BV can produce more than 6,000 seeds per m2 (Gresham and Neal 2004). Interestingly, the number of seeds present in each fruit is variable from 0 to 4. As many as 20% of the fruits were found to be parthenocarpic, and less than 4% of fruits contain a full complement of seeds (Cousins et al. 2010a). Significant positive correlations were discovered between the number of seeds in the fruit and the fruit's mass and diameter (Cousins et al. 2010a). Cousins et al. (2010a) also characterized significant soil seed banks for BV along the coast of South Carolina. Time course findings indicated that seeds remain viable for 4 years following vegetation removal (Cousins et al. 2010a).
ChongMin and EulSoo (2001) studied germination rates of BV and found rates of 71% in the laboratory and 30% in sea sand with no germination rate difference between dry and moist stratification. This is in partial agreement with Cousins et al. (2010a) who found that germination percentages exceeding 80% could be achieved with stratification at 10 degrees C for 8 to 12 weeks. Additionally, moist stratification and presoaking prior to moist stratification were necessary for consistent, replicable results. ChongMin and EulSoo (2001) mention red and yellow seeds as having been analyzed. The authors believe that they are referring to the fruits as a whole and not the seeds alone. Since drupes mature green before turning yellow then red and finally dark brown, ChongMin and EulSoo may have been studying fruits that had not yet reached maturation drying. This could explain the discrepancies between the two experiments.
There has been some confusion in the literature regarding the seed dispersal. Some authors claim bird dispersal, however, BV drupes lack fleshy sugar or calorie rich tissue that is typically indicative of avian dispersal. These fruits would provide little to no nutritional value to their agents of dispersal. Also, despite the authors' numerous observations of fruit-covered dune plants, birds eating BV fruits have never been observed. Many findings support the conclusion that fruits are not typically transported by birds.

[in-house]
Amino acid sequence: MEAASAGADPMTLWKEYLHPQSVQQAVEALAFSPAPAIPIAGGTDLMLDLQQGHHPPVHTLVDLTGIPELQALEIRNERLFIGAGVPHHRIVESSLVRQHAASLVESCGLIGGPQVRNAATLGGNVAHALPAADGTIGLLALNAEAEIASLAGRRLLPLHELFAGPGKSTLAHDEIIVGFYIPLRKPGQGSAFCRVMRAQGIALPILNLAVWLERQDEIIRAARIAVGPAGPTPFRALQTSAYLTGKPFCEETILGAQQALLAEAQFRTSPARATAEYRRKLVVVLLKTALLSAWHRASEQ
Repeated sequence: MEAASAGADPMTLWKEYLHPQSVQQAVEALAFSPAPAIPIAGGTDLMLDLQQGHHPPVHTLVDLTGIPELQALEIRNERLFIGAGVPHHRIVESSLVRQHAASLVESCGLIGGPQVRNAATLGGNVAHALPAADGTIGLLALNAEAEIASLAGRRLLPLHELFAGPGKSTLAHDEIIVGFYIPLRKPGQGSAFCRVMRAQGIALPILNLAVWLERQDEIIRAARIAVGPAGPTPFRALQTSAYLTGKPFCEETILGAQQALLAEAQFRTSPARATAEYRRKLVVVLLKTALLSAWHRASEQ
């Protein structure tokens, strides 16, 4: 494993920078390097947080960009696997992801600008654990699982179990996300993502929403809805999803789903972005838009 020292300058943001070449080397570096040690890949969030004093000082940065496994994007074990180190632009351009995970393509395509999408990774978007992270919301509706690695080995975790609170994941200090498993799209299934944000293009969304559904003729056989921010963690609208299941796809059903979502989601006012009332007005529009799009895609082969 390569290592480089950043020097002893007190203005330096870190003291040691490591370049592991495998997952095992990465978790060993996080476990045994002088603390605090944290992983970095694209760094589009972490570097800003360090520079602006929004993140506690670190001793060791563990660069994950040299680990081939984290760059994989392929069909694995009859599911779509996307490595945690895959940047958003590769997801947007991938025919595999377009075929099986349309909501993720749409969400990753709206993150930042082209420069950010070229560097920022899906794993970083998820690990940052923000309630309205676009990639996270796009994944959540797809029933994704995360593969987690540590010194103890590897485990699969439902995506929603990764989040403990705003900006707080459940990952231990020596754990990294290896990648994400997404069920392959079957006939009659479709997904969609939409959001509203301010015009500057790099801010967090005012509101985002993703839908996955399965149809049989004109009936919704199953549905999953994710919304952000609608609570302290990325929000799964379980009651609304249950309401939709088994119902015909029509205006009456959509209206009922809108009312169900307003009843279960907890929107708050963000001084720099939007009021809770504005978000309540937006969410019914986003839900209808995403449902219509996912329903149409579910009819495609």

There is, however, much evidence to support a water-based dispersal mechanism. BV plants are present throughout the Pacific including coastal areas of two continents and many islands. Bird and water dispersal are the only two mechanisms that could allow a plant to spread such long distances. As previously noted, bird dispersal is highly unlikely. Fruits are covered with thick coatings of hydrophobic cuticular waxes that allow them to resist water penetration (Cousins et al. 2009). Fruits readily float for extended periods of time (author observations). Other researchers have observed BV fruits floating on rivers and oceans (Munir 1987).
In addition to their water repellent structure, the drupes of BV have diverse chemistry that may contribute to their resilient nature. Many studies relating to secondary metabolites of seeds and their medicinal qualities have been carried out. Various diterpenes have been isolated and characterized in methanolic extracts from fruits of Beach Vitex (Ono et al. 1998; Ono et. al. 2001). Intensely hydrophobic cuticular compounds also likely contribute to maintenance of drupe integrity (Cousins et al. 2009).
After germination, small seedlings grow long roots and small shoots in the first season. Seedlings frequently do not survive the first year of their existence in the harsh dune environment (Cousins et al. 2010a). Clonal and/or sexual reproduction begins in the second or third seasons after germination. The main method of propagation locally is through long runner branches that root very easily. Plants can grow at a rate of more than 3 m per year (BVTF 2009). Some runners may grow to a length of more than 20 m (BVTF 2009).
BV displays the hallmarks of having a C3 photosynthetic pathway such as the absence of Kranz anatomy, high δ13C discrimination, and a relatively high CO2 compensation point for photosynthesis (Bielenberg, DG personal communication.) Authors' observations in greenhouse and field settings indicate that BV can be induced to water stress in short periods of time in small pot environments. The deep root systems of BV (at least 60 cm) are capable of providing large amounts of water and are most likely responsible for preventing desiccation on the dune despite the use of a C3 photosynthetic scheme.